A look behind the Bush rhetoric
KAI RYSSDAL: President Bush wasn't about to let the day pass unnoticed. In fact, he got a jump on the Democrats with an op-ed in today's Wall Street Journal. And with some remarks to television cameras this morning. Bipartisanship got a nod. He mentioned how he looks forward to working with the other party. And then the president said some things about the economy that deserve a closer look.
So we called Maya MacGuineas. She's the director of the fiscal policy program at the New America Foundation. Maya, good to talk with you.
MAYA MACGUINEAS: Hi, happy to be here.
RYSSDAL: So, we listened to the President this morning. We read his op-ed piece in the Wall Street Journal. Thought we might check really what exactly he's saying here and what it might all mean. Let's play the first cut of tape for you from this morning:
PRESIDENT BUSH: Over the past few years, pro-growth economic policies have generated higher revenues. Together with spending restraint these policies allowed us to meet our goal of cutting the budget deficit in half, three years ahead of schedule. We did so without taxing the working people. We kept taxes low.
RYSSDAL: First question to you, Maya, is: Have they cut the deficit in half, as the President says?
MACGUINEAS: Well, it's kind of a tricky game of semantics there. By the standards that they set, they cut the deficit in half. Which means the deficit is half of what they were projecting it would be. But it turns out that their projections that they put forth were actually not correct. And the second kind of tricky part is that they were claiming it's cut in half as a share of the economy. But if you look at the basic numbers, where the deficit was and then where it is today, no it is not yet cut in half of where it was when he first made that promise. But the numbers have been coming down. They're moving in the right direction. I would say they're not moving there quickly enough.
RYSSDAL: What about spending restraint. He's not counting here any of the Pentagon spending in Iraq and Afghanistan, either, is he?
MACGUINEAS: Well, I think by any definition the only way you can say that there has been spending restraint is if you take huge parts of the budget out. Now, even members of the President's own party have been very dissatisfied by the fact that spending has grown much higher under this President than it has under past presidents. So, spending restraint is probably not something that this administration has bragging rights to.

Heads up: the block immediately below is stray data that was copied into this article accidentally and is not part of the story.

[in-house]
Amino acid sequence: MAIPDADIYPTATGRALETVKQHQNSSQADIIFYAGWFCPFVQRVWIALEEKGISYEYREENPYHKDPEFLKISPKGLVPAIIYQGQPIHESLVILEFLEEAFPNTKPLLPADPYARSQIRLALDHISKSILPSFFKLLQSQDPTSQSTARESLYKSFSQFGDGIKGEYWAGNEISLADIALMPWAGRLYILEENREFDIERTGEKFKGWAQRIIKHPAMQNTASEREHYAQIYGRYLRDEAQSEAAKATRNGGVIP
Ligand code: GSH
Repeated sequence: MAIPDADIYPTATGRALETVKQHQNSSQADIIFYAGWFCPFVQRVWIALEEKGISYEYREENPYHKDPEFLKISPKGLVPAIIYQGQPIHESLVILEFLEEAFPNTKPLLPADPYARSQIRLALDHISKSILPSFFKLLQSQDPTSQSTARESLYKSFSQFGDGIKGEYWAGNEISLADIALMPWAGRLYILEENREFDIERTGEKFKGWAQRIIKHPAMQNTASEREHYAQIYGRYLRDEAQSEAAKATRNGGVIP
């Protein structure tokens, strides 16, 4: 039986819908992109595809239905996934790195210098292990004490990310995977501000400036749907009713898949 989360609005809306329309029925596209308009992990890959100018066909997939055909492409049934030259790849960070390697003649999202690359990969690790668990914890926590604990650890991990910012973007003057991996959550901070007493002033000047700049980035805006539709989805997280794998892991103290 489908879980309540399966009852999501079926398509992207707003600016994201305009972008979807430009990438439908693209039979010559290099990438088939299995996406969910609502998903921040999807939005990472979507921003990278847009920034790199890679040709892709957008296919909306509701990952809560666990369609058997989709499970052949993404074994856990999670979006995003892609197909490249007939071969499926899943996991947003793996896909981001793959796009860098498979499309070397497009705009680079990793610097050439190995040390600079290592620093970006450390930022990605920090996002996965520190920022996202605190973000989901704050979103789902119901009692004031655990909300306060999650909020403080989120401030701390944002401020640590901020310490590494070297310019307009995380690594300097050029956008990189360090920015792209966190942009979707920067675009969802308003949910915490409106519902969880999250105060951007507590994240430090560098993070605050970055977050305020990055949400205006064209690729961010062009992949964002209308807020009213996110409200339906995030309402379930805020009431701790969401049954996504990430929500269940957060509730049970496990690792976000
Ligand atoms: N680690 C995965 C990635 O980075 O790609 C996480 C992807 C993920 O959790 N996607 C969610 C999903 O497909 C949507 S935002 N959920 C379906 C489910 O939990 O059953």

RYSSDAL: Alright. He talked a little bit about his upcoming budget, too. Let's listen to that:
PRESIDENT BUSH: Next month I will present a five-year budget proposal that will balance the federal budget by 2012. This budget will restrain spending, while setting priorities.
RYSSDAL: What's he going to have to do, Maya, to get that done?
MACGUINEAS: Well, it's a good promise. It's not even an overly aggressive promise. It is really quite possible that the budget will be balanced by 2012. But the things to look for are, is his budget going to include all of the things that, one, we know will be there? For instance, will it include the spending on the war and operations in Afghanistan and Iraq. Two, will it include all the other things he has said he would like to have as part of public policy? Meaning, Social Security reform, or fixing the Alternative Minimum Tax, or making the tax cuts permanent. And three, is it realistic? If he kind of plays games with the budget by promising to keep certain parts of it very low, beyond what we've ever seen — knowing that Congress will then go in and boost up those spending numbers — then it's not really credible.
But the bottom line is, I think getting the deficit eliminated by 2012 is quite doable if you have both parties working together. But one of the real challenges is, we should actually be running budget surpluses long before 2012 in order to prepare for the upcoming retirement of the Baby Boom. So even that goal's not as aggressive as it should be.
RYSSDAL: Does any of this matter right now. I mean, 2012 is the end of somebody else's first term in office.
MACGUINEAS: Yeah, when it comes to budgeting, you put forward a budget that's five years — or even better, 10 years. But really you're just budgeting for the very next year. So the President's budget is really more important in that it shows what that Administration's policy priorities are. But Congress is where the real work gets done. They get started . . . they don't even have to take the President's budget as the starting place. They can start from scratch on their own budget. And you really are thinking about this in terms of one year what will happen. And are there any important policy initiatives that will change the course of budgeting. And those kinds of things would be changing what tax cuts are made permament, which ones aren't. More entitlement reform, or real scaling back of some of the spending or even tax increases. Those are the kinds of things that would change the budget for the longer term.
RYSSDAL: And, of course, Congress comes back tomorrow. That's when the fun starts. Maya MacGuineas from the Committee for a Responsible Federal Budget at the New America Foundation. Maya, thanks a lot.
MACGUINEAS: Thanks so much.